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How To Avoid A Hot Mic Disaster

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How To Avoid A Hot Mic Disaster

How To Avoid A Hot Mic Disaster

How To Avoid A Hot Mic Disaster

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  • <iframe src="" width="100%" height="290" frameborder="0" scrolling="no" title="NPR embedded audio player">
  • Transcript

It happens again and again; a politician, celebrity or TV anchor wearing a microphone says something embarrassing, followed shortly by, "Oh, is this thing on?" Our resident humorist takes on "hot mic" disasters.


He's back, Day to Day resident humorist, Brian Unger, today surveying the ever-present danger of being exposed by a hot mic, on the Unger Report.

BRIAN UNGER: Over the weekend at the British parliament, an open microphone, or hot mic, captured a candid conversation between Barack Obama and Tory leader, David Cameron, about the importance of rest and downtime. Thank you, ABC News, for having the courage to report this.

The phrase hot mic, once an exclusive part of the broadcasting lexicon, is now mainstream. What is a hot mic? It's a loaded gun, without a safety. When mishandled, it shoots you in the foot, after that foot has been put in your mouth. Can it kill? No, despite the victim feeling better off dead. Listen to the humiliating potential of the hot mic in this dramatization.

(Soundbite of music)

Unidentified Man: So, all right, Brian, you about ready?

UNGER: Uh, yup. Hey, before we go, by the way, you see the sore on my lip? Yes, this one, right here under my nostril? Yes, it turns out it's not from kissing goats after all! I'm so relieved.

Unidentified Man: Oh, um...

UNGER: This is on?

(Soundbite of music)

UNGER: The hot mic. It has scorched many a public figure over the years. Famously, in 1984, Ronald Reagan mic-ed up and joking about the Red Menace.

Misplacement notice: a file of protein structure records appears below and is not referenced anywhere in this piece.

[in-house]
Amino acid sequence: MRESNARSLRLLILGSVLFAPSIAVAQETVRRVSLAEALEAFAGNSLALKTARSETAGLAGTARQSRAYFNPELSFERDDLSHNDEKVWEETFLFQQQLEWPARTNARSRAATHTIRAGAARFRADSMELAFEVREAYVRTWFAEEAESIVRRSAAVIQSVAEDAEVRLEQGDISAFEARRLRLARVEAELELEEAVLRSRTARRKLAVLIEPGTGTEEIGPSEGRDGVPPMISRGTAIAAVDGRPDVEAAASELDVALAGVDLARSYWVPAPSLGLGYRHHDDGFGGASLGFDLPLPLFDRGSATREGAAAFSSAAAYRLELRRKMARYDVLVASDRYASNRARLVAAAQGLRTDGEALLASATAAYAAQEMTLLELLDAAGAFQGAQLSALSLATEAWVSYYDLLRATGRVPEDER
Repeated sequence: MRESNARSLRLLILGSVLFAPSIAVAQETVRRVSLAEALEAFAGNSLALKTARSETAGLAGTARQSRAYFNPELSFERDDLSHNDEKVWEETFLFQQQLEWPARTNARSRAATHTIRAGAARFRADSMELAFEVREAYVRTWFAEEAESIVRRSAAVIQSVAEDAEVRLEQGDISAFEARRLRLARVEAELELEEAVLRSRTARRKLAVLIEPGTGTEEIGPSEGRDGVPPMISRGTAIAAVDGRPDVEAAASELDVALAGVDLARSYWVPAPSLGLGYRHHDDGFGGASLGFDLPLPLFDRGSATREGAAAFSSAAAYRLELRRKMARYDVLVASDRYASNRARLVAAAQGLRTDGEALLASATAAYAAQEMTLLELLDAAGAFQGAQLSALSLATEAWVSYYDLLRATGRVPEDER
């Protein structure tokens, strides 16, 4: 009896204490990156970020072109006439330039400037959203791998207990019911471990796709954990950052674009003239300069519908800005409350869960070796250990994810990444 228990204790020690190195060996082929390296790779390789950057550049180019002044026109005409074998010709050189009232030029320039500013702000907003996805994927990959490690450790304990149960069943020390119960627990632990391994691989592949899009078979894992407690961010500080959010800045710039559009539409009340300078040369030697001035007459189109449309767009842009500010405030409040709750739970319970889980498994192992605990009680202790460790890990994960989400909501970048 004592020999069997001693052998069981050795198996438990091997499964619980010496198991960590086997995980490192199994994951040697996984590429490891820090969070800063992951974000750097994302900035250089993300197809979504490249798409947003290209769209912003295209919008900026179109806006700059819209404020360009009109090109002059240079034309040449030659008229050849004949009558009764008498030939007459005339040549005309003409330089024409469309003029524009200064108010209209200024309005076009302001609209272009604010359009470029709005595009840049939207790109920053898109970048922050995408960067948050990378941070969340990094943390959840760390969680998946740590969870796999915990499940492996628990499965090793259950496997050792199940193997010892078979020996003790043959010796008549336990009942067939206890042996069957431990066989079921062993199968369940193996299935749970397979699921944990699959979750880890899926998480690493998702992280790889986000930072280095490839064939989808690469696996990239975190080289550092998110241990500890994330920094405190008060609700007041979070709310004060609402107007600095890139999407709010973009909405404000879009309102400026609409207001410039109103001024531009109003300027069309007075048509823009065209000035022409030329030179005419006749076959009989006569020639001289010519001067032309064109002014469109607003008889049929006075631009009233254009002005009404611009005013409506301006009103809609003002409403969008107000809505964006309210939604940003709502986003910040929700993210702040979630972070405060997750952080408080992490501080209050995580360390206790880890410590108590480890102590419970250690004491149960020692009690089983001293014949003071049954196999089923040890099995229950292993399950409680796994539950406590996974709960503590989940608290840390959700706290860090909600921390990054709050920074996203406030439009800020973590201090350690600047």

President RONALD REAGAN (Former President): My fellow Americans, I'm going to tell you today that I signed legislation that will outlaw Russia forever. We'll begin bombing in five minutes.

UNGER: Most recently, Jesse Jackson, offering his services to castrate Barack Obama.

(Soundbite of whisper and beep)

UNGER: With no reports to the contrary, Barack Obama is still all man. Here's CNN's Kyra Phillips on a hot mic, complaining about her brother's wife.

President GEORGE BUSH: There will be a better, more effective response.

Ms. KYRA PHILLIPS (CNN Reporter): He's married, three kids, but his wife is just a control freak.

UNGER: Is it breaking news that Kyra Phillips' sister-in-law is a control freak? Yes. Thank you, CNN. It's so much more ironic when people whose job it is to wear a mic feel the heat. They should know better. It's like General David Petraeus shooting himself with his own gun.

So, a reminder to the mic-ed. As Professor Keith Newman taught me at Ohio University in TV Production 101, on Earth, a microphone exists for one purpose. To convert your voice into an electronic signal and deliver it to a device for recording or amplification. And because you can't hear it running, like, say, a car, one should assume a microphone is always hot.

Audio engineers of America, thank you for keeping us honest. Keeping your mikes open, even when we can't keep our mouths closed. And that is today's Unger Report. I'm Brian Unger.

Unidentified Man: OK, Brian, good.

UNGER: OK, thanks. Hey, don't tell Alex, but when I pulled into the parking lot this morning I hit his car.

Unidentified Man: No.

UNGER: Yes. No, I kind of - it's more like a scrape, but it's not like, you know - is it? Don't tell me this is still on.

CHADWICK: Humor. We hope. Every Monday on the Unger Report.

Day to Day is a production of NPR News, with contributions from I'm Alex Chadwick

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